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040 Millennium

From 4th December 1985
The archaeological dig at Clinton and Goodman is proceeding nicely, thank you, now that its brilliant team of excavators has sunk their first trench all the way down to bed-rock, and so this seems to be a good time to produce a preliminary report.



As regular listeners to this spot will know we at Sunshine Studios were the first to break the story that there was more to these so-called sewer diggings than met the nose. And with our usual diligent investigative reporting we explained why it was taking so long to complete such a simple task. It was obvious the sewer was merely a sewer cover, and the real reason for the dig was (gasp!) pure research. Now in these days of pressure to cut government spending, the powers that be in New York State wisely refrained from over publicizing such research, which they astutely surmised would be castigated as wasteful. So they came up with the sewer story and, as it were, interred the truth about their bond issue. Now is the time to tell all, and (you know) after all the kerfuffel I don’t think they need have bothered about the cloaccal cloak and dagger stuff because the story they have revealed is so exciting.

What city in America, nay what city in the world, could boast the millennium of progress which the dig has revealed. At the very bottom of the excavation trench, and right in the middle of the present junction of Clinton and Goodman there are signs of a large posthole, which carbon dating would suggest was made at 10:15 in the forenoon of December 12th in the year 986 give or take 50 years.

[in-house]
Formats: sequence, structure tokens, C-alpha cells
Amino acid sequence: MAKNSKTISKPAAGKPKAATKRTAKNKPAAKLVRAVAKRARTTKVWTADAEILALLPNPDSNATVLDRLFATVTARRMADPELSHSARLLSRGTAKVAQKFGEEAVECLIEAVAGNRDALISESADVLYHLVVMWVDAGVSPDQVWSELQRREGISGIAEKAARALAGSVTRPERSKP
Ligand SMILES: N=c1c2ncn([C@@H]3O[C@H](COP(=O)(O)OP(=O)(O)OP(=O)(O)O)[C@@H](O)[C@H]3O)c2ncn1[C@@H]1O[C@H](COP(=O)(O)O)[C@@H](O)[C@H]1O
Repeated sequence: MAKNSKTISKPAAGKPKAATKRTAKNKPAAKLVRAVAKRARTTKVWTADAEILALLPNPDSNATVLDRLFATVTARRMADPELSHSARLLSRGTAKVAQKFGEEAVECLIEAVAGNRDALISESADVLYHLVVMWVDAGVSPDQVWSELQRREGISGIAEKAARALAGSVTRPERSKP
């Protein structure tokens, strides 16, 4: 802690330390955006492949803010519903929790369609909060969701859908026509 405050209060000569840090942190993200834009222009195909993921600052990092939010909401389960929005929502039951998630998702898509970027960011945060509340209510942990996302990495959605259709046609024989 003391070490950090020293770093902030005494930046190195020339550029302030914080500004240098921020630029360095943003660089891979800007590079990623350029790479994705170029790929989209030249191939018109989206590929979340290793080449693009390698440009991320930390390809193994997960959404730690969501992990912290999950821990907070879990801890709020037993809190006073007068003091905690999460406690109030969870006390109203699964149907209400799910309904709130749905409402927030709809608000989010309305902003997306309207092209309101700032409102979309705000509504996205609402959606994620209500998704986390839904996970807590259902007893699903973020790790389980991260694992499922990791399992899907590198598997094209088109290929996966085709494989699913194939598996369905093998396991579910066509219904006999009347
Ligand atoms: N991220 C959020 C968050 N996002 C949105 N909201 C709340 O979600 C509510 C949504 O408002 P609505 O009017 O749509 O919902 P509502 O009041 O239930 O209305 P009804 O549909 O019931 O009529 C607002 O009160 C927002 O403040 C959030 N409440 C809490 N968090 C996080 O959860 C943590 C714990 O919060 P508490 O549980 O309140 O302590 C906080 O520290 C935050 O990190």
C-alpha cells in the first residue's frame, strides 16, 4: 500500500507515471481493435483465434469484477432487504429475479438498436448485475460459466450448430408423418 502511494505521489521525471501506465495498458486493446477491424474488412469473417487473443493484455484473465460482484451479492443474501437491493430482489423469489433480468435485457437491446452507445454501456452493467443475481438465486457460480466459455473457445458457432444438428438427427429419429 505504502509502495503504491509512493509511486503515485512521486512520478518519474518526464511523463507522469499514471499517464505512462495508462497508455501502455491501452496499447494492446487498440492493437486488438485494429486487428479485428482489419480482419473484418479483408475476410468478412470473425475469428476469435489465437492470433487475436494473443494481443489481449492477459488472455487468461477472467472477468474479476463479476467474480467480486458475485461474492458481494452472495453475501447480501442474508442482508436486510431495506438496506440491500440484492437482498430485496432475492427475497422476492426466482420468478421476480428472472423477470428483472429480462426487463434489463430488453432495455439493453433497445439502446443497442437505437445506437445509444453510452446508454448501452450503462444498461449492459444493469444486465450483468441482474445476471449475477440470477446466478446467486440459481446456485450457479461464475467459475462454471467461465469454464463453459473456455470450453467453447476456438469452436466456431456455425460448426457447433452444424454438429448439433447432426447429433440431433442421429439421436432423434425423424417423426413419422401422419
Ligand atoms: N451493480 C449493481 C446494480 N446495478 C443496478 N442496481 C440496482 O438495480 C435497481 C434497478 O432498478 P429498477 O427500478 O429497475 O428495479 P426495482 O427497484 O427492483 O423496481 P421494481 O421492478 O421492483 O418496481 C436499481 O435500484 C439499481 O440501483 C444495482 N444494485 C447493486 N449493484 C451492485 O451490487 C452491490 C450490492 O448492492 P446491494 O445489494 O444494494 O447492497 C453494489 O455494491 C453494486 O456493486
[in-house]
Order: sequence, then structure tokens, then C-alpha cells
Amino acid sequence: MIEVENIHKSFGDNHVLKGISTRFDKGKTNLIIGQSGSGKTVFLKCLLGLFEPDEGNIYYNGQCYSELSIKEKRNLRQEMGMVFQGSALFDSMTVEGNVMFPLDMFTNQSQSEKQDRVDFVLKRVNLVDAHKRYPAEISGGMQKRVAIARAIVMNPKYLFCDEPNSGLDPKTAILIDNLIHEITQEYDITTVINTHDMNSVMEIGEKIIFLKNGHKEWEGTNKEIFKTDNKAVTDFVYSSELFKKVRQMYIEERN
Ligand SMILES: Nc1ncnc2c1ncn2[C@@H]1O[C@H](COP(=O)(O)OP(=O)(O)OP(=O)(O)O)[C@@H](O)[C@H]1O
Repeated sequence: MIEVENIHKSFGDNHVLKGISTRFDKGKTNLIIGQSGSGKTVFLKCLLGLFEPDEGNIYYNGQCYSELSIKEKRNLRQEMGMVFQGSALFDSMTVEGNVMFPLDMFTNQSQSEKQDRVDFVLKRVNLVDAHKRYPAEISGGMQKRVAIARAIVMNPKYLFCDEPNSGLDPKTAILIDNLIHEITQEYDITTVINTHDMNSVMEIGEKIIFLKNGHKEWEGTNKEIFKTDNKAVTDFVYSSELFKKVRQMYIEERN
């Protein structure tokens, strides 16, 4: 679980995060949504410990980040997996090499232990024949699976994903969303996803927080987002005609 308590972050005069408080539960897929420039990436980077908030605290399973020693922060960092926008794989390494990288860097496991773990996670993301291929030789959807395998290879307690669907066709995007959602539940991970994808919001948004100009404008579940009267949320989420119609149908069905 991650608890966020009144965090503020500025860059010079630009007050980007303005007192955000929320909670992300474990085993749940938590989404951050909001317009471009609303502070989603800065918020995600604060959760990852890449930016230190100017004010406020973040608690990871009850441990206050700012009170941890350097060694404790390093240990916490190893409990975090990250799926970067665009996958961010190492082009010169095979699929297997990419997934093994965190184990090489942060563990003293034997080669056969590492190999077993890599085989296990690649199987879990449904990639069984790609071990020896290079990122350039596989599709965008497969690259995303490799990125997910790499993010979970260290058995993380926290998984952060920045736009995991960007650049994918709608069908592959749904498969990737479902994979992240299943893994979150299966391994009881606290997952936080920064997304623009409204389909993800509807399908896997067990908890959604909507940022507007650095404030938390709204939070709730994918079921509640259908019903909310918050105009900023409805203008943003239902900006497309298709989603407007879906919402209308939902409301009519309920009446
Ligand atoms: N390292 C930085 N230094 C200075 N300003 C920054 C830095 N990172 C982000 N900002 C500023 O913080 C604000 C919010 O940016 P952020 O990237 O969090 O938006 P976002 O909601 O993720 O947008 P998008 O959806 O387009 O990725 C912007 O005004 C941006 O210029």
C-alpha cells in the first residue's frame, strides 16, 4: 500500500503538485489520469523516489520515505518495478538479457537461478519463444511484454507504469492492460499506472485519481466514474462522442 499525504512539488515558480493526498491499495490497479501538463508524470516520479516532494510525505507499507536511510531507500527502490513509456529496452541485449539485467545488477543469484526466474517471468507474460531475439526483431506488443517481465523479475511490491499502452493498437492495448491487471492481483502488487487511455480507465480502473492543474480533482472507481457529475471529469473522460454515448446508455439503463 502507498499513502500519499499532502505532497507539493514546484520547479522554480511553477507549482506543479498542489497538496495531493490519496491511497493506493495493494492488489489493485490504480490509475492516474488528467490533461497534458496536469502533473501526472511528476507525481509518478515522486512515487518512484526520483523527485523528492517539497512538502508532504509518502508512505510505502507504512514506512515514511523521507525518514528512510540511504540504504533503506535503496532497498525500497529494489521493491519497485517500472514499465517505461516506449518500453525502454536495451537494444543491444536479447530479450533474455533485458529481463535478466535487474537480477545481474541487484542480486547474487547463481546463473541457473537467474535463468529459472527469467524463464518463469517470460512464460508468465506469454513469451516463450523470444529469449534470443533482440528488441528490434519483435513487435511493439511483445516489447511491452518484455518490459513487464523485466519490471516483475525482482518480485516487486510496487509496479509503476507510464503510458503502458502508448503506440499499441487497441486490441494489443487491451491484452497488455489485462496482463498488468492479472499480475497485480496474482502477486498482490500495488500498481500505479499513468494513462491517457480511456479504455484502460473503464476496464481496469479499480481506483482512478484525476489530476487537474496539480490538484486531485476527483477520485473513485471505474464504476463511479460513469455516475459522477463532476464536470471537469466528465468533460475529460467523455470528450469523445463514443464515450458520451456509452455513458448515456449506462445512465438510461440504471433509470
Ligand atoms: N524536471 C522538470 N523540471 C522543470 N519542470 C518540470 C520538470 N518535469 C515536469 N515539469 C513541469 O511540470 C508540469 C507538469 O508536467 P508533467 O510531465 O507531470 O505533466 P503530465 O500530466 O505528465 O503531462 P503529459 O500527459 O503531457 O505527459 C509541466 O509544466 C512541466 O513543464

Now in 986 AD, just a year after the founding of our jolly City, was erected the original column of busts. Can it be that this is the very site of that historic event? Be that as it may, from that perhaps auspicious start the site soon gets on to a firmer footing because within a year or two the column was taken down (and presumably moved to a more suitable position nearby) to make room for the first paved road in North America. The ascending levels tell how this road was repeatedly repaired and immediately dug up again right up to the present, and an interesting side light is found in level 147, which has been provisionally placed in the early sixteenth century, In level 147 is found the first evidence for road salting anywhere in the world - when several blocks of rock salt mixed with calcium chloride and weighing a total of about ten kilograms were recovered from a fossilized pothole. The road shows so much evidence of the development of roadworks over the centuries that this “road with a zipper”, as the team came to call it, may well rewrite the entire history of civil engineering in America. Other remarkable finds include the earliest milestone in the continent. This is a fine piece of granite in the form of a decorated celtic cross inscribed “MMMDVII Lon…” the rest being illegible. The Roman numerals are obvious 3507 presumably miles, but one wonders where the setter of that historic milestone was 3507 miles from. AAh! Funny game archaeology - you are always left with some sort of a mystery.

Cheerio for now
from Richard Howland-Bolton.



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